Saturday, April 7, 2007

Foods to Avoid for the Migraine Sufferer

Here is the "Diet for the Headache Patient" that I received from my doctor. I'll also try to post my "Foods I Can Eat List" for easy reference to the ingredients you'll find in my recipes.

Foods to Avoid:
Beverages - Alcoholic (wine, beer, ale, liquor), Buttermilk, Chocolate Milk. Caffeine sources to be limited to 2 cups daily including coffee, tea and sodas. Avoid all alcoholic beverages if possible. If you must drink, no more than two normal-sized drinks. Suggested drinks: Haute Sauterne, Riesling wine, Seagram's VO, Cutty Sark, vodka.

Dairy Products - Aged and processed cheese including cheddar, Swiss, Mozzarella, Parmesan, Romano, brick, Brie, Camembert, Gouda, Gruyere, Emmentaler, Stilton, Provolone, Roquefort, bleu, and cheese-containing foods (pizza, mac & cheese, chips, etc), and sour cream. Yogurt can be eaten in 1/2 cup portions or less.

Meat & Meat Substitutes - Aged, canned, cured or processed meats, those containing nitrates or nitrites, commercial meat extracts, pickled or dried herring, chicken livers, sausage, salami, pepperoni, bologna, frankfurters, pates, peanuts and peanut butter, marinated meats, any prepared with meat tenderizers, soy sauce or yeast extracts

Bread and Bread Substitutes - Homemade yeast breads, fresh coffee cake, doughnuts, yeast and yeast extracts, sourdough breads, breads and crackers containing cheese, any containing chocolate or nuts

Fruits - Canned figs, raisins, papaya, passion fruit, avocado, red plum. Citrus fruits limited to 1/2 cup serving per day. 1/2 banana allowed per day.

Vegetables - Italian broad beans, Fava beans, Lima beans, navy beans, pea pods, sauerkraut, onions (except for flavoring)

Desserts - Any with chocolate or yeast raised desserts

Miscellaneous - Brewer's yeast, chocolate, soy sauce, monosodium glutamate, meat tenderizers, papaya products, Accent, Lawry's and other seasoned salts, soup cubes, canned soups, frozen TV dinners, some snack items and instant foods, autolyzed and hydrolyzed proteins and/or extracts. Read all labels. White vinegar and commercial salad dressings can be used in small amounts.

Friday, April 6, 2007

On The Menu

Here is a list of some of the foods I plan to feature in upcoming posts...

Baking: biscuits, breads, desserts, muffins
Breakfast: french toast casserole, pancakes, quiche
Fish: baked tilapia, grilled salmon
Meats: sausage, venison tenderloin
Pasta: lasagna, sausage penne & spinach with cheese
Poultry: cabbage "lasagna", chicken fried rice, creamed chicken over biscuits, risotto-style chicken with spinach, stir fry
Salsas: black bean & corn salsa; tomato & cilantro salsa
Soups: chicken stock, black bean, minestrone, sweet potato & butternut squash
Squash: acorn, butternut, spaghetti
Starches: quinoa, rice - baked, brown, wild, pilaf
Vegetables: sauteed spinach

And a start on a few brands I use:
Friendship brand Cottage Cheese
Gaerlick Farms Heavy Cream
Trader Joe's Organic Brown Rice Pasta
Whole Foods Organic Corn Tortillas

Migraine-Friendly/Gluten-Free Cooking

Ever since I was three years old, I can clearly recall dizzy spells accompanied by nausea after eating and on overcast days. As a child and teenager, my symptoms usually became especially difficult during the early fall. Although I mentioned this to doctors at annual physicals, no one had an explanation. Symptoms increased over time until I was 27. It was the summer before I got married, and it seemed like no matter what I ate, I got sick.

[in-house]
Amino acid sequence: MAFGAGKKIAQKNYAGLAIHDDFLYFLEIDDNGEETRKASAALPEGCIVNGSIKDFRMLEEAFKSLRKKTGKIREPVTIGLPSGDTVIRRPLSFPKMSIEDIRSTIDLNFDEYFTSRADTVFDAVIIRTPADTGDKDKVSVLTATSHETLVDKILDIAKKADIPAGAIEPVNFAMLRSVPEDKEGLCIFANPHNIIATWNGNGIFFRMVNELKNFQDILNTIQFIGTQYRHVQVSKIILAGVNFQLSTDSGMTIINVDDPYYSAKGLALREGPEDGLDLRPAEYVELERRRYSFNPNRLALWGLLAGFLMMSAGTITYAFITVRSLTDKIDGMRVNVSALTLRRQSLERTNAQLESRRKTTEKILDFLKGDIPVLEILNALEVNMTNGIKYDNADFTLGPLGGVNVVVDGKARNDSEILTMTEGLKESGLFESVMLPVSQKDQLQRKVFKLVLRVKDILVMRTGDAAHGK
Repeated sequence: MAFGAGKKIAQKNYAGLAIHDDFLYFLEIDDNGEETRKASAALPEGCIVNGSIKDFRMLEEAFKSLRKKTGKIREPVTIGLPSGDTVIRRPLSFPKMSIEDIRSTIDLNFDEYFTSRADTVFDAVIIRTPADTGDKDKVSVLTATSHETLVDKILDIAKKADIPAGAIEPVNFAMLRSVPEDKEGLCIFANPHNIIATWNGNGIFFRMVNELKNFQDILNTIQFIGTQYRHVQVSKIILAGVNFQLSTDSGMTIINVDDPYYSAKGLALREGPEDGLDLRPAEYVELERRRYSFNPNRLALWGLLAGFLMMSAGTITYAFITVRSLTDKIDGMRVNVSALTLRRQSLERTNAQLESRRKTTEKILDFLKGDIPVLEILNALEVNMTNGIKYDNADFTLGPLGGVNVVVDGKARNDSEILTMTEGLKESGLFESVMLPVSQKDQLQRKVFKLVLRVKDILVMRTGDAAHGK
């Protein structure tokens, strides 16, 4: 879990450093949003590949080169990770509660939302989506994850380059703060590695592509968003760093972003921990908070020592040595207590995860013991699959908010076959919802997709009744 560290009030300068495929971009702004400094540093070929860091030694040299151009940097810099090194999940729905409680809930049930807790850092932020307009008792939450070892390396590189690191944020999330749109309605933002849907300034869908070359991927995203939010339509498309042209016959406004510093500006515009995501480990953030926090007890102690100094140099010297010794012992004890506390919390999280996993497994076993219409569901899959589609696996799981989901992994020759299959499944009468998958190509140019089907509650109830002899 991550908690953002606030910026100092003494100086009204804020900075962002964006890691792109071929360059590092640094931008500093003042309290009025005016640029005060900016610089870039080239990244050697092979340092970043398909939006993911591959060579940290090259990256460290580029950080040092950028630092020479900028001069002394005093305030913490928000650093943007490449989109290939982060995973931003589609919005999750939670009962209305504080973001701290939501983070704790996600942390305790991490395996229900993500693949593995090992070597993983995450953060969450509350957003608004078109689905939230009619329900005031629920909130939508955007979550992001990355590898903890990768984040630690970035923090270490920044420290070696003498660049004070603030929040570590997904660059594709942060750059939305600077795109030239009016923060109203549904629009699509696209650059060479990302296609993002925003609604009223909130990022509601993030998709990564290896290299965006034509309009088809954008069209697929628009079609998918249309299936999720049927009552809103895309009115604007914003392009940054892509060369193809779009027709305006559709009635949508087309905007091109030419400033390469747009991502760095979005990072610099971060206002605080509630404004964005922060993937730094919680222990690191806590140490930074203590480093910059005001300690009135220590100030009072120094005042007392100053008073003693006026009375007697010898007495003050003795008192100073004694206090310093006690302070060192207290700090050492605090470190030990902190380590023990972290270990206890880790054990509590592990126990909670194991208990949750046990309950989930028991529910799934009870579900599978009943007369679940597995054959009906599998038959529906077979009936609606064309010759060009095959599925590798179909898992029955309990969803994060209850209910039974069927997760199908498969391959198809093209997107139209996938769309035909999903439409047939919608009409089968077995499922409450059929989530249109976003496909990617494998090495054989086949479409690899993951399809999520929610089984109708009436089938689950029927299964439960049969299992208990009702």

Finally, at the urging of a good friend, I saw a neurologist. Diagnosis: migraines. The doc sent me home with a Foods To Avoid list which included, among other things, caffeine, chocolate, cheese, dried fruit, peanuts, and yeast. I think I was 15 when I last consumed caffeine on a regular basis. And chocolate went when I was 25. I immediately removed the rest of those items from my diet and began to see improvement. Over time, I found other things that my system couldn't handle - preservatives, additives, even "natural" products (like xantham, guar and carob bean gums along with carageenan and natural flavors). Probably the biggest improvement came when I finally stopped eating sugar and sugar-substitutes.

My husband came into our marriage with his own set of food intolerances/allergies. Having struggled with asthma since childhood, he hadn't really considered that a change in diet might improve his symptoms. I can't remember when, but in the middle of a conversation with some friends, he mentioned having been tested for allergies. Wheat had come up positive. No wonder he was so miserable - I had been baking bread for him and making muffins and desserts... As I started reading on the subject, I wondered if I should just stop using anything with gluten in our home. Thus began a new world of trial and error in the kitchen!

Now the reality is that Ben and I love food - GOOD food - delicious flavors and tempting textures. But I can no longer just follow a recipe. Most call for a host of ingredients that don't agree with one or both of us. So I've taken to adapting or concocting. And my husband has asked me for a long time to share my "recipes" with others. The time has finally come.

In days to come, I hope to share ideas and recipes along with the brands and stores where I find products that I can enjoy. Unfortunately, I have to read labels EVERY TIME I grocery shop. Sometimes manufacturers change their recipes but don't make it obvious except on the ingredients list. So what I might note this month as "migraine-friendly" may become "unfriendly" next month. I'll try to post any changes as soon as I become aware of them.

So here's to enjoyable eating in spite of a limited diet!